Pregnenolone: The Well Known Anti-Aging Powerhouse Can Decrease Menopause Symptoms

E.T. Carlton

The “mother of all hormones” has long been known for its anti-aging benefits. But new research suggests that pregnenolone may help ease menopause symptoms.

Menopause Symptoms

For most women, menopause starts in their late 40s or early 50s.  The average age of onset is 51, but it can begin anytime between the ages of 40 and 55.  For the vast majority of women the onset of menopause is accompanied by unwanted symptoms like unstable mood, hot flashes, memory loss, night sweats, loss of interest in sex, irregular periods and vaginal dryness. Long the standard for treatment to decrease menopause symptoms, hormone replacement therapy (HRT) is now known to increase the risk of breast cancer and heart disease.  Many healthcare providers therefore no longer prescribe traditional HRT, which has left menopausal women looking for alternative ways to cope with menopause symptoms.  Many have turned to natural or alternative treatments and supplements for relief of the discomfort of menopause.

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Decrease Menopause Symptoms Naturally

The benefits of DHEA (dehydroepiandrosterone) for menopause have been widely advertised in recent years, but the precursor to DHEA, pregnenolone, is less well known.   Without pregnenolone, your body couldn’t produce DHEA or other hormones like estrogen, testosterone and cortisol.  Pregnenolone is the “mother hormone” and its effects are far-ranging and powerful.  Studies over the past 50 years have shown that it improves memory, quality of sleep, sex drive, and mood.   Sometimes called the “ultimate raw material” for the entire human body,  pregnenolone is made not only in the sex organs and adrenal glands but also in the spinal cord and naturally diminishes as we age.  Almost every human being will experience lowered levels of  pregnenolone as the aging process continues, a deficiency that has far-ranging implications for health.  One of the main uses for  pregnenolone supplements, therefore, has been to counter the effects of aging.  But its ability to help in other areas, particularly its ability to decrease menopause symptoms, is just as its impressive as its track record for countering the effects of age.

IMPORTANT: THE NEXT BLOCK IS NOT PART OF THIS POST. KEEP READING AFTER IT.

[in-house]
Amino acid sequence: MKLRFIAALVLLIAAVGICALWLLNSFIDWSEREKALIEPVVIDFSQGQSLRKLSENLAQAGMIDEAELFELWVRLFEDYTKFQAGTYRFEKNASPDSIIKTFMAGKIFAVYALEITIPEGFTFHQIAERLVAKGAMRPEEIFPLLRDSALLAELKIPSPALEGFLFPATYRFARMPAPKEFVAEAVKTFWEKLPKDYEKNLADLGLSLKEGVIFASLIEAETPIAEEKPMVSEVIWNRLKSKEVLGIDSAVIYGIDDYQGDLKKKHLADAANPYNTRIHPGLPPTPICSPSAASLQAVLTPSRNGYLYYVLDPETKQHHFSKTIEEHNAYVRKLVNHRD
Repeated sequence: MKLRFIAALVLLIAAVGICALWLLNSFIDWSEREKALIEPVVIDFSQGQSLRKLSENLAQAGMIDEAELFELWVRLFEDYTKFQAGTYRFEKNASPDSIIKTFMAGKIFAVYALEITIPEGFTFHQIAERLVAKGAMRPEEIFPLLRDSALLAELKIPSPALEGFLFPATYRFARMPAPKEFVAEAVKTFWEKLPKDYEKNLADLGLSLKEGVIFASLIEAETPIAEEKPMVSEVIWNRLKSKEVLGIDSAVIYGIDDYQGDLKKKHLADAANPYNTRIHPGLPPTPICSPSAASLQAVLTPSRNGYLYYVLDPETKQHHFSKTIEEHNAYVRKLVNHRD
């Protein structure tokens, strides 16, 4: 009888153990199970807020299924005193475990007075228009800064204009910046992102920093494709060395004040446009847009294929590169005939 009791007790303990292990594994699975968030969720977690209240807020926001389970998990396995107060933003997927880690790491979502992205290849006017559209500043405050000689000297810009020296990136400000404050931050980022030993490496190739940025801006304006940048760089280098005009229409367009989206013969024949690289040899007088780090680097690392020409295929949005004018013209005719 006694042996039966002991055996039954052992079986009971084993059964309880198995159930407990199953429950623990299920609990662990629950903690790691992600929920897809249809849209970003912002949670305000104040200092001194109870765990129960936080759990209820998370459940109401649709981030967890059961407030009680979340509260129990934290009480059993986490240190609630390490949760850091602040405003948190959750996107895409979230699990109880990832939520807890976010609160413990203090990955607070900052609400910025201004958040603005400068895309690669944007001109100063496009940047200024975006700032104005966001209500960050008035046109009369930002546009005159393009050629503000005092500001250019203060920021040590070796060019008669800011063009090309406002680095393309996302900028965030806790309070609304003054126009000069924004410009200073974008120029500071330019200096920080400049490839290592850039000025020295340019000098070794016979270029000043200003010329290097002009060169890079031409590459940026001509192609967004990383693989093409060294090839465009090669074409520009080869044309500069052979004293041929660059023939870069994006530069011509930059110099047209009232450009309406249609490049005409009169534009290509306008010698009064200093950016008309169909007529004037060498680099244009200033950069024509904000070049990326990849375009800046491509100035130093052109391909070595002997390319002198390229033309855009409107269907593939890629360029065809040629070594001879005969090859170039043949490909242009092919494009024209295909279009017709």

Pregnenolone and Menopause

For over half a century, scientists have known that the use of pregnenolone supplements can ease a variety of symptoms including many of the unwanted symptoms of menopause.  Below are some of the areas directly related to menopause, and how pregnenolone may be able to help.

  • Overall brain function: Pregnenolone increases acetylcholine levels in the brain.  Acetylcholine is a neurotransmitter needed for complex thought processes and is often low in patients suffering from Alzheimer’s Disease.   Pregnenolone appears to have a direct impact on increasing brain function and health.
  • Memory: According to at least 2 recent studies, pregnenolone has the ability to aid memory and protect against new or ongoing memory loss.
  • Sleep: One of the most troubling symptoms of menopause is disrupted sleep. In studies on animals, pregnenolone was shown to be vital to supporting healthy sleep.